STRASBOURG, Sask. — Some cattle producers are worried about changes that might affect how they access veterinary antibiotics.
Federal regulations now being phased in mean some drugs that producers currently access at local retail stores will be available only through veterinarians.
Concern about antimicrobial resistance led to the new regulations for medically important antibiotics. The first change was designed to eliminate growth-promotant claims on labels.
Another change will require a veterinarian-client-patient relationship before a veterinarian will be able to issue a prescription.
Brent Johnson told the Saskatchewan Cattlemen’s Association District 6 meeting that he is concerned about humane treatment of animals if producers don’t have easy access to what they need.
“If you’re out on a weekend and you’ve got a cow with pinkeye or a cow with foot rot and you’re out of Noromycin, are you going to pay an after-hours charge for a bottle that you used to just be able to run to the co-op and get?” he said.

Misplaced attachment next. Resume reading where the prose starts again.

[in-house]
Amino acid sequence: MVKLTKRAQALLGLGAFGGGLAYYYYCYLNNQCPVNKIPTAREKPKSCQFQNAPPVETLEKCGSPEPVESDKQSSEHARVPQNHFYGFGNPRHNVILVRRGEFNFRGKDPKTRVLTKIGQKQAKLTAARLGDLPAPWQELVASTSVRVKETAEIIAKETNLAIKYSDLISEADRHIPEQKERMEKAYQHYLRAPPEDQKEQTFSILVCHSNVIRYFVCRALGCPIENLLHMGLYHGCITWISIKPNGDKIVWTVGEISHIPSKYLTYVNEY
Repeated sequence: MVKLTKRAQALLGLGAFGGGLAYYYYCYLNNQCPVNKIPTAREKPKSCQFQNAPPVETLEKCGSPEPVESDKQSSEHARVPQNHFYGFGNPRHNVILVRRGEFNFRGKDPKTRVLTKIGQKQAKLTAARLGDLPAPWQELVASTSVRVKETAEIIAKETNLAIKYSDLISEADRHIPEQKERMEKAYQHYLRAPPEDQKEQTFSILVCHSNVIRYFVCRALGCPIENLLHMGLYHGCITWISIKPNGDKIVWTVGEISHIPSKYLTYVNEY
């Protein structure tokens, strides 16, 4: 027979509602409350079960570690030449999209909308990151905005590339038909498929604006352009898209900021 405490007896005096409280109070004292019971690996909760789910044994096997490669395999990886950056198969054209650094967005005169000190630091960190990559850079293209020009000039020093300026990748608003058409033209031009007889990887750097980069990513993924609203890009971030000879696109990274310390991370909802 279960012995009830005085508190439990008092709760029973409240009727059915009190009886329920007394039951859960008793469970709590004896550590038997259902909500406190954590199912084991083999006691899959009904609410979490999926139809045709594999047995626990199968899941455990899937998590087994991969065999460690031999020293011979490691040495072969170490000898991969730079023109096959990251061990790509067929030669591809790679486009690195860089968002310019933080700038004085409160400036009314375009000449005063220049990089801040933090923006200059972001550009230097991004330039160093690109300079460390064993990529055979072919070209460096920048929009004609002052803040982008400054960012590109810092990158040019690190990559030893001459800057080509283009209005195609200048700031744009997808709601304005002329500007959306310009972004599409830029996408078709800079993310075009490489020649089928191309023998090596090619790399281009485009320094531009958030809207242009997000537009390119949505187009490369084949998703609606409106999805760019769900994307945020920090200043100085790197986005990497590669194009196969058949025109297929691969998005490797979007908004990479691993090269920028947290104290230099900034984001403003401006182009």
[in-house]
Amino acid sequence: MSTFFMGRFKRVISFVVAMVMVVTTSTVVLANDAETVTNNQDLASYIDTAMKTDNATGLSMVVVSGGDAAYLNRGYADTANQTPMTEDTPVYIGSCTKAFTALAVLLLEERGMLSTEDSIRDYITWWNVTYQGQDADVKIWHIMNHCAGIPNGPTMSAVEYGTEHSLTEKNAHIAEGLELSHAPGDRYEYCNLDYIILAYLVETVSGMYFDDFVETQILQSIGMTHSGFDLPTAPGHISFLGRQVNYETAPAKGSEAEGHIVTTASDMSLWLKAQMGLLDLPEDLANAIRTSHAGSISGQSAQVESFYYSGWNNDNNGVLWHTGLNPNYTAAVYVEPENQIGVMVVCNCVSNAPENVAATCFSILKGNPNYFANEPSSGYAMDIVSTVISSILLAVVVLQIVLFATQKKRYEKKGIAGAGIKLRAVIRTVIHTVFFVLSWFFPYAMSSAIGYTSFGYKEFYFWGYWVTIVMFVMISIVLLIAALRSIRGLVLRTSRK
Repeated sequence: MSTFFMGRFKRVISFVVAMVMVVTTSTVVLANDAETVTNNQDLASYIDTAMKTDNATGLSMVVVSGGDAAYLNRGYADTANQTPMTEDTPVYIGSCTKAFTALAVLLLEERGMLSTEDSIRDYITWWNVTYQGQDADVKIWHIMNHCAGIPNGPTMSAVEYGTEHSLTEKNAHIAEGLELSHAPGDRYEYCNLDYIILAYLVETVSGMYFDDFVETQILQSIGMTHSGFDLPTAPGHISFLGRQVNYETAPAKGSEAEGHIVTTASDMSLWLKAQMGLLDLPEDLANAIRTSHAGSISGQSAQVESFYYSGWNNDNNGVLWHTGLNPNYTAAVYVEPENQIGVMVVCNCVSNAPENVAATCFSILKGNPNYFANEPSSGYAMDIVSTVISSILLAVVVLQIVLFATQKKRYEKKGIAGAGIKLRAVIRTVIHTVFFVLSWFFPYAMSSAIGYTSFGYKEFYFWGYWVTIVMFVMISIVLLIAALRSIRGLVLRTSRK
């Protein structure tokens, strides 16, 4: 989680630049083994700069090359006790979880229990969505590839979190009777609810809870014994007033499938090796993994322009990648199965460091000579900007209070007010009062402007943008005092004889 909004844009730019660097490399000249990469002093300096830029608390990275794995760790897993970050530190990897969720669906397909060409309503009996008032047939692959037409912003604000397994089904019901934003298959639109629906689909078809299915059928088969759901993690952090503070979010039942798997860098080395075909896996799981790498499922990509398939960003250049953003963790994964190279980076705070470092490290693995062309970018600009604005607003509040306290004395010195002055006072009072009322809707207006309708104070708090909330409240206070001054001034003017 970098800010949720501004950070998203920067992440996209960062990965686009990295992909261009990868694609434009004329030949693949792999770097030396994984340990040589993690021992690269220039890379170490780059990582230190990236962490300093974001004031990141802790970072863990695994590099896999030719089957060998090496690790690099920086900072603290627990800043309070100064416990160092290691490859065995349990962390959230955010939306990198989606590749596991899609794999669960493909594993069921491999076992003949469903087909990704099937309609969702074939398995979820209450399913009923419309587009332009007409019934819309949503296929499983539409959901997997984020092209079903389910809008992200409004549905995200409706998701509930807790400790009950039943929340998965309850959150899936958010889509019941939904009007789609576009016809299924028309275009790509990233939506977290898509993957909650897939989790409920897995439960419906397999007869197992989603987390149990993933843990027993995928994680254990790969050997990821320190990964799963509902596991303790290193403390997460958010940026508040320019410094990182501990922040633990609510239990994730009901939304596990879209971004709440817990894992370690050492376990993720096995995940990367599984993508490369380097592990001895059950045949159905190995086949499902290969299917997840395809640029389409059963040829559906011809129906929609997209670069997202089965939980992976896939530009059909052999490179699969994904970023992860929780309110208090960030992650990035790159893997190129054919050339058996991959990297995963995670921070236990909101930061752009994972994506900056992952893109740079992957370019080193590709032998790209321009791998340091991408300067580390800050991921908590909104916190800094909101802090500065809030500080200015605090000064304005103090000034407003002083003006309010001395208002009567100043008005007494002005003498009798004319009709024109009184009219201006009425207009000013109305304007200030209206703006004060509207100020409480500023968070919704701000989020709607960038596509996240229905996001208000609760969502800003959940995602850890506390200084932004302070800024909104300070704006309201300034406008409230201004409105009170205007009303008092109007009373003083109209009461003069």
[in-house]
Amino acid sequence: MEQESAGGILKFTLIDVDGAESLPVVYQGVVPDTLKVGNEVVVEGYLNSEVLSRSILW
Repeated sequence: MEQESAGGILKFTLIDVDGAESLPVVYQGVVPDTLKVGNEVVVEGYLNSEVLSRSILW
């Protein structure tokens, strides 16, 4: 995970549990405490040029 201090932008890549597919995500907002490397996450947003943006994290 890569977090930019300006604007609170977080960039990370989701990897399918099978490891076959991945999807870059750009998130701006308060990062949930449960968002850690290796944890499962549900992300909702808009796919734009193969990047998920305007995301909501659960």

Johnson said producers are following the beef code of practice, participate in Verified Beef programs and follow best management practices to show how they humanely care for their animals. Quick access to antibiotics should be part of those practices, he said.
Johnson is also worried about the cost.
His motion, which will be carried forward to the SCA annual general meeting in January, called on the organization to lobby the province and the Saskatchewan Veterinary Medical Association to ensure that antimicrobial drugs are not added to a minimum price schedule.
The motion also asks governments to investigate how a pharmacy-style retail system for livestock drugs could be set up to foster competition.